[Written for the Sentinel]

The Walk to Emmaus

It lies among the hills—that little road
Where journeyed those two friends, that soft spring day;
But not a sound of melody they heard,
For sadness bitter filled them with dismay.
They talked and reasoned with bewildered breath;
They wondered how such direful things could be;
Nor knew the stranger who so calmly asked,
What great concern is this that troubles thee?
And as they went he told them wondrous things,
Of prophets and their words in Scripture found;
And still they wondered, as sometimes in dreams
We strive to waken and are strangely bound.

The day slipped by, and when the evenglow
Spread its soft radiance round on every side,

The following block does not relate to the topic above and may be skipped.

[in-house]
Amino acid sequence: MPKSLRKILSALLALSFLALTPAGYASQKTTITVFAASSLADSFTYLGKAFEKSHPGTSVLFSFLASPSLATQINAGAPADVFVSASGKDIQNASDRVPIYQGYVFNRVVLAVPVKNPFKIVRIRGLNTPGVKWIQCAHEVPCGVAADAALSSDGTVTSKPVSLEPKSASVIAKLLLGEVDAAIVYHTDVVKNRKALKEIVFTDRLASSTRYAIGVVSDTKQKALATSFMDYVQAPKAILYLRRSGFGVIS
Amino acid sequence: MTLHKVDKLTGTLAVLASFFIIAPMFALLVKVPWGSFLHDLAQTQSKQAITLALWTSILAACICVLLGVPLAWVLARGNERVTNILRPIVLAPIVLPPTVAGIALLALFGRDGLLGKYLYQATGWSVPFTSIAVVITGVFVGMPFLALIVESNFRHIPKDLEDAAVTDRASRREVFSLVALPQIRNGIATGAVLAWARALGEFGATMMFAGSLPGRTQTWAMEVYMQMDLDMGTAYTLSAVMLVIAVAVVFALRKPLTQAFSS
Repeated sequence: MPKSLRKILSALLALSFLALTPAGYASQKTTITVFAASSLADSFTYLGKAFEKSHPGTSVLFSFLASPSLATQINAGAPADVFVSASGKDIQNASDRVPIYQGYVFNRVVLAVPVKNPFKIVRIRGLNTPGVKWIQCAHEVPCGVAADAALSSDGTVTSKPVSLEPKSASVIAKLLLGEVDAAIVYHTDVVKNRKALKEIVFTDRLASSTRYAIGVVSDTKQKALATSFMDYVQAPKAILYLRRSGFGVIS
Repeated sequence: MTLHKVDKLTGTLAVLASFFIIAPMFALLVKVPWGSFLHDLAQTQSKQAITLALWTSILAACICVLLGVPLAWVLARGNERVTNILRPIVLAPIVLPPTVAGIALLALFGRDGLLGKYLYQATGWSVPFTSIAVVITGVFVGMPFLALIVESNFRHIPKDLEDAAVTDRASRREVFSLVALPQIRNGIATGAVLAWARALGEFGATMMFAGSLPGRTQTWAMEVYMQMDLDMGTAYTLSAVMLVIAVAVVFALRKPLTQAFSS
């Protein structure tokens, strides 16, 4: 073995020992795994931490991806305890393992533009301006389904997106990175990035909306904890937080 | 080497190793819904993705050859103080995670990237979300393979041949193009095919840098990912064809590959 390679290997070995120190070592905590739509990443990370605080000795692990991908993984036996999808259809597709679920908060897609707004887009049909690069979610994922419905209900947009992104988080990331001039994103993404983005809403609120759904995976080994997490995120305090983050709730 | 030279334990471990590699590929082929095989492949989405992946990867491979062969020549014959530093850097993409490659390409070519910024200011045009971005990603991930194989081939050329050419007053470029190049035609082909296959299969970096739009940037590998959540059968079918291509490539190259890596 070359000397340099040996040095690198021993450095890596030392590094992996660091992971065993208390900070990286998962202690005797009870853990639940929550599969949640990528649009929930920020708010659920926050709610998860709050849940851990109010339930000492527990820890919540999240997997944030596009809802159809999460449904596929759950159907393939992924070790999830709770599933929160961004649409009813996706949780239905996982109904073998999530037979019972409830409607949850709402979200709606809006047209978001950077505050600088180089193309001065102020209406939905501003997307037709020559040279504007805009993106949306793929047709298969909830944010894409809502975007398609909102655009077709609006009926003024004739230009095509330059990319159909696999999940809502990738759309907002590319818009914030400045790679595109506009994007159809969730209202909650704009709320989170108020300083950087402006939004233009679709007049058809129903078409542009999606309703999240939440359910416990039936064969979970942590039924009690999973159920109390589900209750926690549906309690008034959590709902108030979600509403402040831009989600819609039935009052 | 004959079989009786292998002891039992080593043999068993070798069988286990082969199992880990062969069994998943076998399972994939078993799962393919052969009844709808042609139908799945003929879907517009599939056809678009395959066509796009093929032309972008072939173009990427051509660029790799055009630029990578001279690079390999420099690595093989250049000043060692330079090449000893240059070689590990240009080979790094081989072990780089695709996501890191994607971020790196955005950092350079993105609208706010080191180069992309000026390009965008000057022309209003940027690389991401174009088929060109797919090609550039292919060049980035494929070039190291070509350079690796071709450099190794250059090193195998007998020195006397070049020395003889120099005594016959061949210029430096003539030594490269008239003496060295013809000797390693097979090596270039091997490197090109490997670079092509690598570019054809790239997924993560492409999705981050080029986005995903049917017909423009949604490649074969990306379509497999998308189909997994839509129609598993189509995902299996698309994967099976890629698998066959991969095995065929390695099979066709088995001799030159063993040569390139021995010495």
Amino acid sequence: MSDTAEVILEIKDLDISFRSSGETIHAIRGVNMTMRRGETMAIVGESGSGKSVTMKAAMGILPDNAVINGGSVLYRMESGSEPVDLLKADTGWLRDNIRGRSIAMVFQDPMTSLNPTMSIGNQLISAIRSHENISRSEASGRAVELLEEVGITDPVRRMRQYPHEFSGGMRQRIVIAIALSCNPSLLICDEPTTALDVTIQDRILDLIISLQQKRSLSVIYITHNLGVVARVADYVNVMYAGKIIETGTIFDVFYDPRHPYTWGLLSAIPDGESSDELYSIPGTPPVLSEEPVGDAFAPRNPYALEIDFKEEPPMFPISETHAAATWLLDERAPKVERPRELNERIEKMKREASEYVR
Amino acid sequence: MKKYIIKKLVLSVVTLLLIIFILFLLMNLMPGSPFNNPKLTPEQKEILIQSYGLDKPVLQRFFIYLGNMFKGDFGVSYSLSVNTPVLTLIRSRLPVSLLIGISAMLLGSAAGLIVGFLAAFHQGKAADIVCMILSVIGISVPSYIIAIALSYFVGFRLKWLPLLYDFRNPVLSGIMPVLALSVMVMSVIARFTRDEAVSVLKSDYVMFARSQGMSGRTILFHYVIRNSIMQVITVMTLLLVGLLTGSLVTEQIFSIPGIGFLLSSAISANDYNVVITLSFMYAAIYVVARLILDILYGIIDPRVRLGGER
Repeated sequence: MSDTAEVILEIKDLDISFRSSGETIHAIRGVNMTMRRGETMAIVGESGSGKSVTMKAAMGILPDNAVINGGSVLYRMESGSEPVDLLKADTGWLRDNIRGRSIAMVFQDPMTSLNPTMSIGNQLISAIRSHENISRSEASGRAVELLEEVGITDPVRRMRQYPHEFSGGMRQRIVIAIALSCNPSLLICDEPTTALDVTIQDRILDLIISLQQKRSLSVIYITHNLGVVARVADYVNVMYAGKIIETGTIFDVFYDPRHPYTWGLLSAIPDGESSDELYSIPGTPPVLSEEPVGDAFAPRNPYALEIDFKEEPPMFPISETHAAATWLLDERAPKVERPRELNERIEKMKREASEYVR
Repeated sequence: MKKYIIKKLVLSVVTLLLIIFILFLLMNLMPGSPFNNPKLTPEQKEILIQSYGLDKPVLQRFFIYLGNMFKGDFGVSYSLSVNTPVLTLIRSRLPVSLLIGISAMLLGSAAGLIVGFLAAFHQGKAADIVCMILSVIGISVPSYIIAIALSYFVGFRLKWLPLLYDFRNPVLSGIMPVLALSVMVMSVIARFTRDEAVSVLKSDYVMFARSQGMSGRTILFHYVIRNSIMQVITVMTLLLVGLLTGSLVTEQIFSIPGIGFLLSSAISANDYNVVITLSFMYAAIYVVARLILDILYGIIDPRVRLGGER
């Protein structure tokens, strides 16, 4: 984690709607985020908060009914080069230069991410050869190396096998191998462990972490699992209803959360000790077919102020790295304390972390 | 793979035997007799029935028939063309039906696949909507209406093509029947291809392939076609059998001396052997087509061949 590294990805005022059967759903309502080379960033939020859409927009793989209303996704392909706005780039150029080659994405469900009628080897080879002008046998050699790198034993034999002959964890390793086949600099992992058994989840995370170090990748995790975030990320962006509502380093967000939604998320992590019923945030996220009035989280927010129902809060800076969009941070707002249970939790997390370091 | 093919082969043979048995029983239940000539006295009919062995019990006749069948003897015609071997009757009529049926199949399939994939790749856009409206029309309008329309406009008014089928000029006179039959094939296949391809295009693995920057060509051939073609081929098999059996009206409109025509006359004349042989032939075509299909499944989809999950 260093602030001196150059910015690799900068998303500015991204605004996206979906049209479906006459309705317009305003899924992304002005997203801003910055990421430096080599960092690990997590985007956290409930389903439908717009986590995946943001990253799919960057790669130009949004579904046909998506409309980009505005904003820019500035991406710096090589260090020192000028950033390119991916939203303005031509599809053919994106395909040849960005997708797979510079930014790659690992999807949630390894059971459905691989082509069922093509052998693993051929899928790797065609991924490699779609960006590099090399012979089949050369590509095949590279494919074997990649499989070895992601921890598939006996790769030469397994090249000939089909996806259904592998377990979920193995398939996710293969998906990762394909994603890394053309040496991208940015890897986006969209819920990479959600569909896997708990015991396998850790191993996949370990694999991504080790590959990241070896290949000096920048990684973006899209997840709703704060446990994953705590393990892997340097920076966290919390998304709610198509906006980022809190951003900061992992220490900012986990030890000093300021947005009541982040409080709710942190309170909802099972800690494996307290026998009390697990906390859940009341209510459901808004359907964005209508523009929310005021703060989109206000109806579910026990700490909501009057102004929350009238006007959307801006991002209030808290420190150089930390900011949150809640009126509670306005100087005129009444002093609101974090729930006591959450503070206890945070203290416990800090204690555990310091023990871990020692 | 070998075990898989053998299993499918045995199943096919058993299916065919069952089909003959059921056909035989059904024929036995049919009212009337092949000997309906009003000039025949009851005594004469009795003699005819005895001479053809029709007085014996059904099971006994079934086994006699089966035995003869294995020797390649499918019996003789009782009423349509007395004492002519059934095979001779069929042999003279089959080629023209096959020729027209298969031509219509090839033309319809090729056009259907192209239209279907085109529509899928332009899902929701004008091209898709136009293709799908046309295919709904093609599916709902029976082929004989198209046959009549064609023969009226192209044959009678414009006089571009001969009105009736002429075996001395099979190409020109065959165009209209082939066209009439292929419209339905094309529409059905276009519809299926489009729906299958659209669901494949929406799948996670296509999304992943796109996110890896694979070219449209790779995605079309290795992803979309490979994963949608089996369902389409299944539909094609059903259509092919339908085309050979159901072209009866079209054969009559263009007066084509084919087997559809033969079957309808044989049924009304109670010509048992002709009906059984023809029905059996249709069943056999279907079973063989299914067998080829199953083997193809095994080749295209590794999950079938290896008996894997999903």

They, at the parting of the way, would know
If he would not stay with them and abide,
And share the evening meal and quiet rest,
And further speak to them in that new tongue
Which made their hearts burn deep within their breasts,
When grief and secret doubt their spirits wrung.
O rising towers, built up of agonies!
O little gleam, that trembles and is gone!
You have no place in those fair destinies
Whose smiling lengths stretch upward to the dawn.

And so—but futile pen or chisel fine
Or brush, however rich with shade, or hue,
To give again the simple rites sublime
Through which the holden eyes their Master knew.
Love only can reveal the risen Lord,
When gratitude has left its door ajar
And swept its hearth clean with the spoken word
Which time, nor change, nor circumstance can mar.
The little hills, the wayside, and the bloom,
The dear companionship, so close, so free,
Come in the stillness of the heart's clear noon,
To break the bread of immortality.

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August 2, 1919

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